The Unintended Consequences of Technology

Learn how the Great Plains became profitable cropland, leaving behind its grasslands, diminishing its bison, and trading in technology for sustainability.

| Jan/Feb 2019


Even before World War I, buffalo were effectively out of the picture in America. That war, and the one that followed twenty years later, intensified the pressure to create on the Great Plains a future that was radically different from the past that had served humans for tens of thousands of years. This new vision did not include buffalo. The difference between the past and the future visions of the Great Plains was wrapped up in the differences between hunting and farming, nomadic and sedentary culture, living with and fighting against nature. At its core, the new thrust of humans on the Great Plains would be to achieve a kind of pastoral paradise through the use of technology. The first step had been to clear the stage, and that meant getting rid of the buffalo and their Indian cousins. That task was mostly finished by 1900, but to completely change the nature of the Great Plains was a job even more massive than the near extermination of a couple of species. A string of perceived problems would have to be overcome: lack of people, lack of soil fertility, lack of water, lack of suitable crops, and a plethora of pests that preyed upon and competed with the crops that were intended to cover the land.

To the European mind, the Great Plains always seemed empty. Of course, this was a misconception, the Great Plains were always full of life, but it was the kind of life that was not centered on human beings, and that troubled the early pioneers, religious people, industrialists, and developers. The drive to expand the numbers of humans and their store of material goods was in full swing by the first decades of the twentieth century. If America, and indeed the entire world, was to double, triple, quadruple its human population it would need more human food. A good way to do that would be to increase the fertility of land that was flat enough to farm, and that included the Great Plains of North America.

Nitrogen makes things grow; the atmosphere is 80 percent nitrogen, but nitrogen in the air is not directly accessible to plants. There are some plants that suck it out of the air and deposit it in the ground, where other plants can use it to grow verdant and tall. Unfortunately, during the settlement of the Great Plains, most native nitrogen-fixing plants were not deemed particularly useful for humans and, if they were considered at all, they were usually considered weeds and destroyed where possible. Besides, they could never produce the volume of nitrogen fertilizer that would be needed to convert the prairies to farm fields.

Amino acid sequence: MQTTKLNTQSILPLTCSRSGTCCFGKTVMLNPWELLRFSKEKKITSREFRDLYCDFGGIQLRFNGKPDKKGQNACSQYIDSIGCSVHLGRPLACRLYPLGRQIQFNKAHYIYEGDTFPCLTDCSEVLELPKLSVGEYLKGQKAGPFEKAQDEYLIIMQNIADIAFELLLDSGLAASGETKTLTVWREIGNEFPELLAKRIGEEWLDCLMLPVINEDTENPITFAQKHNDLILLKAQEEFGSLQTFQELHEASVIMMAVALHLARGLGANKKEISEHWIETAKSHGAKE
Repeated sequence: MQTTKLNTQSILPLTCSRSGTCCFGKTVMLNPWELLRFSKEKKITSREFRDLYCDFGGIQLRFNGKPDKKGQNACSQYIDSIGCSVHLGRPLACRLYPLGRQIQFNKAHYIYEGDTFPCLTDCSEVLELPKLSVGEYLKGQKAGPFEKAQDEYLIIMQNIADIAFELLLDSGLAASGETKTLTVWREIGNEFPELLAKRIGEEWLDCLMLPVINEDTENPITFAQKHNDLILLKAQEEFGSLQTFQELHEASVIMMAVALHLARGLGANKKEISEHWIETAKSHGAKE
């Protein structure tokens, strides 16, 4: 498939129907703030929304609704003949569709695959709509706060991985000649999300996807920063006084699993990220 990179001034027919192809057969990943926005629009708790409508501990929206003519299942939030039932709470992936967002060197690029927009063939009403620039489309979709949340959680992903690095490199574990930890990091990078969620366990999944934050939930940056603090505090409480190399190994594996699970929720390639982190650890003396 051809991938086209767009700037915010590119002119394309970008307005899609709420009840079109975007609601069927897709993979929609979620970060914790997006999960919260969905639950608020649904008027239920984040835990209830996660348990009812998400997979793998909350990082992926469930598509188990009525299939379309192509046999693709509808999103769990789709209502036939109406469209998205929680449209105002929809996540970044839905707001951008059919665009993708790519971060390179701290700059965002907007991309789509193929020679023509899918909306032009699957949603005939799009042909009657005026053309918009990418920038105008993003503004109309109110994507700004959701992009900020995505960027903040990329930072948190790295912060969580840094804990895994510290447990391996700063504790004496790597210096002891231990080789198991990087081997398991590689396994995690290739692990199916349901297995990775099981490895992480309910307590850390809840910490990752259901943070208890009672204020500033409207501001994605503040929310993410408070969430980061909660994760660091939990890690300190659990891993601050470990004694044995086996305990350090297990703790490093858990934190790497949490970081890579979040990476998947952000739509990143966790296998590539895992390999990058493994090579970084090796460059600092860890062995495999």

The solution to the Great Plains’ fertility problem came from experiments with military munitions during the twentieth- century wars. A nearly endless supply of nitrogen fertilizer was found by two German scientists — Fritz Haber and Carl Bosch — in their quest to supply their country with enough explosives to wage worldwide war. The chemical difference between nitrogen for fertilizer and nitrite for TNT is small, and once Haber figured out a way to extract nitrogen from the air Bosch went to work industrializing the procedure. The Haber-Bosch process was demonstrated in the lab in 1909, and by the beginning of World War II the combatants were producing millions of pounds of TNT annually — enough to destroy many of Europe’s cities and kill millions of people. A great irony was that both Haber and Bosch won a Nobel Prize in Chemistry in the years leading up to World War II.

But, in an even greater irony, we now produce about five hundred million tons of nitrogen fertilizer per year, and though much of it is intended to increase land fertility, it is dramatically decreasing the biodiversity of the old buffalo kingdom by spreading industrial monoculture farming across the Great Plains and poisoning most of the waterways on the continent. When Europeans first set foot in the New World they found a phenomenally diverse ecosystem where a human could drink freely from almost any stream. The nitrogen fertilizer that was a byproduct from the Haber-Bosch process was more lastingly devastating to the Great Plains than the nitrite bombs were to European cities.

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